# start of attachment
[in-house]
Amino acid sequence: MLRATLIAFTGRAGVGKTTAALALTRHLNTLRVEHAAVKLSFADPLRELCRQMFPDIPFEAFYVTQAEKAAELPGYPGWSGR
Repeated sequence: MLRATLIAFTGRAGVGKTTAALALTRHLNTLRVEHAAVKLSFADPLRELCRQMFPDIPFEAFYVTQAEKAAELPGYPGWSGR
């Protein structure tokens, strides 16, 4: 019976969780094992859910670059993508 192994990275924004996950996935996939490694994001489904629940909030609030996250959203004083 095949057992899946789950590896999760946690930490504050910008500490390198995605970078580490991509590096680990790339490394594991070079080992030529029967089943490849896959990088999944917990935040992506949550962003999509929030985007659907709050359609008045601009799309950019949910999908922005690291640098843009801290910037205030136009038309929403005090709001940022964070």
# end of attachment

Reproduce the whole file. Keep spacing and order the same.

[in-house]
Amino acid sequence: MLRATLIAFTGRAGVGKTTAALALTRHLNTLRVEHAAVKLSFADPLRELCRQMFPDIPFEAFYVTQAEKAAELPGYPGWSGR
Repeated sequence: MLRATLIAFTGRAGVGKTTAALALTRHLNTLRVEHAAVKLSFADPLRELCRQMFPDIPFEAFYVTQAEKAAELPGYPGWSGR
């Protein structure tokens, strides 16, 4: 019976969780094992859910670059993508 192994990275924004996950996935996939490694994001489904629940909030609030996250959203004083 095949057992899946789950590896999760946690930490504050910008500490390198995605970078580490991509590096680990790339490394594991070079080992030529029967089943490849896959990088999944917990935040992506949550962003999509929030985007659907709050359609008045601009799309950019949910999908922005690291640098843009801290910037205030136009038309929403005090709001940022964070």